I know some people on here check ph but anecdotally I have never seen a post where the results were acted upon or even what they would do with the results. Never a post saying that the manufacture messed up and I had to do xyz to fix it

I agree with those about. Let it sit. Oak it. Rack a few times over the next 6-12 months and retest only if you think there may be a problem. Otherwise I am fairly certain the taste is how it was meant to be.
 

mcissell

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I would recommend against checking ph and TA for kits. This is just my opinion. The kits are made a certain way with certain chemicals for shelf life and to standardize the taste. Checking ph/TA like with grape wines is more just an educational exercise.

I know some people on here check ph but anecdotally I have never seen a post where the results were acted upon or even what they would do with the results. Never a post saying that the manufacture messed up and I had to do xyz to fix it

I agree with those about. Let it sit. Oak it. Rack a few times over the next 6-12 months and retest only if you think there may be a problem. Otherwise I am fairly certain the taste is how it was meant to be.
Ok, so let's just say for the sake of argument that this is how the wine was designed to taste. I let it sit, and maybe it evolves, maybe it doesn't. I oak it, and maybe it creates complexity, but maybe it doesn't. Let's say I still find it to be too tart a year down the road...two years....three... How would you hack the kit to remove the acidity and make it more palatable?

Just to clarify, I'm by no means suggesting it's actually flawed, and at this junction I'm not going to do anything other than let it sit and age. More of an educational exercise than anything...

Should I just dilute it with 20 gallons of 2010 Brunello Riserva? ;)
 

TonyR

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What I would do is #1. Put the carboys in my shed for a month or 2 and cold stablize the wine. (I live in the north where we have a winter) that will drop your acid level. # 2. Check it again next spring after it is at least 6 months old. If it tastes good to YOU bottle it. If it is still to acidic there are things you can add like Calcium Carbonate. Rember the most important thing is make the wine how you enjoy it, there are no hard fast rules, just opinions and you know what opinions are like and yes they all stink. :db
 

NCWC

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as a tip:
Calcium Carbonate should be used when in the must stage
Potassium Bicarbonate is used after pressing/fermentation stage
must rack after using

I would say leave your wine alone it will end up in the 3.6ph 7.0Ta
 
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mcissell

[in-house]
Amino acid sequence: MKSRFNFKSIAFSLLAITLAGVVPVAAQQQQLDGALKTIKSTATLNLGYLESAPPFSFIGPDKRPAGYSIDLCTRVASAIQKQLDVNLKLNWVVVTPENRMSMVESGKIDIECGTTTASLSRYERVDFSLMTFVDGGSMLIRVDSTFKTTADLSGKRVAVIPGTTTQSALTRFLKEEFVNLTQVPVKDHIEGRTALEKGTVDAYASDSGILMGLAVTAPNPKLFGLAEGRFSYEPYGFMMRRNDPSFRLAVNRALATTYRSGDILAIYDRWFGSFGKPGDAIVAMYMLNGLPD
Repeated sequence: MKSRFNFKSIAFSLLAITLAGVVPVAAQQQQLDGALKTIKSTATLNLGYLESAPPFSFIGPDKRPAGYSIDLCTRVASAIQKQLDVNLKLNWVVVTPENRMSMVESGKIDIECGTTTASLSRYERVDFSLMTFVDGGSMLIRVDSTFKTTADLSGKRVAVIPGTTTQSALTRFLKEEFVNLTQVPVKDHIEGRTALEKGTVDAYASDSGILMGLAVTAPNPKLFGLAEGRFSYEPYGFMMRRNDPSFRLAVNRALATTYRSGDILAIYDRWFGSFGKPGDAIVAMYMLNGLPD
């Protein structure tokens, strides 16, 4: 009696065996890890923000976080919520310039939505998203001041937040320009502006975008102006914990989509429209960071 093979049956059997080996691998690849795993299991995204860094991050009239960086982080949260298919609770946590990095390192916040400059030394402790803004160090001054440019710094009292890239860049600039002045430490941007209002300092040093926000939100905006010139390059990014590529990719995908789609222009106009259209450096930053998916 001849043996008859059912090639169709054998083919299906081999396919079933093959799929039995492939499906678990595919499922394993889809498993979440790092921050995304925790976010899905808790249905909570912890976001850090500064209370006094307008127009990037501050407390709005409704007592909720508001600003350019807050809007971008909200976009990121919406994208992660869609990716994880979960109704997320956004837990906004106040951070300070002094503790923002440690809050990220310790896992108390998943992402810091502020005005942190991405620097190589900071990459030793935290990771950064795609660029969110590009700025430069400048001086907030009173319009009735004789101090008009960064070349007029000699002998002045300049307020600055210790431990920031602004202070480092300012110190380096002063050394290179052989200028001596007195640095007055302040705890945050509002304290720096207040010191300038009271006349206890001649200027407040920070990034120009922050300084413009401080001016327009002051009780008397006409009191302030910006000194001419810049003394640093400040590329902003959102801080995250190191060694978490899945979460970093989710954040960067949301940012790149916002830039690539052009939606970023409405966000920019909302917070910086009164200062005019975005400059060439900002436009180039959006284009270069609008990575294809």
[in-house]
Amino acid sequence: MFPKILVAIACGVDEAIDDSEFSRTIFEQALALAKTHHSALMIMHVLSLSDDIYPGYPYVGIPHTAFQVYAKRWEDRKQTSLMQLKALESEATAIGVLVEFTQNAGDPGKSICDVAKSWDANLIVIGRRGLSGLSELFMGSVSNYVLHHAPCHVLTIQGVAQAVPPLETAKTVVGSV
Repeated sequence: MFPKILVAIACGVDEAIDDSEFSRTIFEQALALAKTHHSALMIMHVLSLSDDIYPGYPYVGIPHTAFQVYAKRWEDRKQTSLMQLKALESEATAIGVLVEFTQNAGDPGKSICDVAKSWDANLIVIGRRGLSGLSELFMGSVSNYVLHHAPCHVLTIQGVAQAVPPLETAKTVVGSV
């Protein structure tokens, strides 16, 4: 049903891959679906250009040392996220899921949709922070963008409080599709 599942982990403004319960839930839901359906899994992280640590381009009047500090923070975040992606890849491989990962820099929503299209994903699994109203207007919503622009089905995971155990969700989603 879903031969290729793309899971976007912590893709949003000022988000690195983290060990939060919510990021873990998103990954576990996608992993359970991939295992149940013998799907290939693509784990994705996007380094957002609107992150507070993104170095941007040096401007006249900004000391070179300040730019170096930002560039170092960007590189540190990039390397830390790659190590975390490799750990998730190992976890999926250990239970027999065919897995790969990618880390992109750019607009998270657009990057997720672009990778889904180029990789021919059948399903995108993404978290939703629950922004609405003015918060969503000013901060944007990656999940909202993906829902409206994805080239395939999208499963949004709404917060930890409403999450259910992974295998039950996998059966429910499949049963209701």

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What I would do is #1. Put the carboys in my shed for a month or 2 and cold stablize the wine. (I live in the north where we have a winter) that will drop your acid level. # 2. Check it again next spring after it is at least 6 months old. If it tastes good to YOU bottle it. If it is still to acidic there are things you can add like Calcium Carbonate. Rember the most important thing is make the wine how you enjoy it, there are no hard fast rules, just opinions and you know what opinions are like and yes they all stink. :db
I was giving serious consideration to cold stabilizing as a means of lowering the TA, but I read on one of the winemaking sites (actually a Pambianchi article in Winemaker Mag) that cold stabilizing at a low pH (<3.65) actually LOWERS the pH further due to the relative loss of potassium as it binds to the tartaric acid.
 

Boatboy24

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as a tip:
Calcium Carbonate should be used when in the must stage
Potassium Bicarbonate is used after pressing/fermentation stage
must rack after using

I would say leave your wine alone it will end up in the 3.6ph 7.0Ta
I successfully adjusted my Cab last year using Potassium Carbonate, followed by cold stabilization.

From the MoreWinemakng Guide to Red Winemaking:
If you need to raise the pH because the wine is too acidic, adding Potassium Carbonate at a rate of 3.8 grams per gallon will raise the pH by approximately 0.10 units. The wine is then chilled to as close to 33°F as possible for two weeks. When done, rack it off of the deposit, double check the SO2 level and return to the normal aging/storage schedule.

I'm confused by the differences you find in written documentation, but this method worked for me. :?
 

NCWC

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I successfully adjusted my Cab last year using Potassium Carbonate, followed by cold stabilization.


I'm confused by the differences you find in written documentation, but this method worked for me. :?
Calcium Carb will work but may give the wine a chalky taste and doesn't precipitate out as well after fermentation
 

mcissell

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Can someone explain to me what would happen chemically with the wine that would alter the pH over time if I just let it sit? My engineering mind is having a tough time wrapping my head around that aspect.

Probably also worth noting that the pH and TA readings were identical between the first and second months after fermentation.
 

NCWC

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I successfully adjusted my Cab last year using Potassium Carbonate, followed by cold stabilization.

I'm confused by the differences you find in written documentation, but this method worked for me. :?
Potassium Bicarbonate will work the same but you can rack off in a day or 2 without the CS
 

Boatboy24

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Potassium Bicarbonate will work the same but you can rack off in a day or 2 without the CS
What is the difference between using the potassium carbonate vs bicarbonate? I used potassium carbonate. My understanding was that the bicarbonate does not require CS, but may strip the wine. And the carbonate, while requiring CS, does not present as much risk of stripping color/flavor.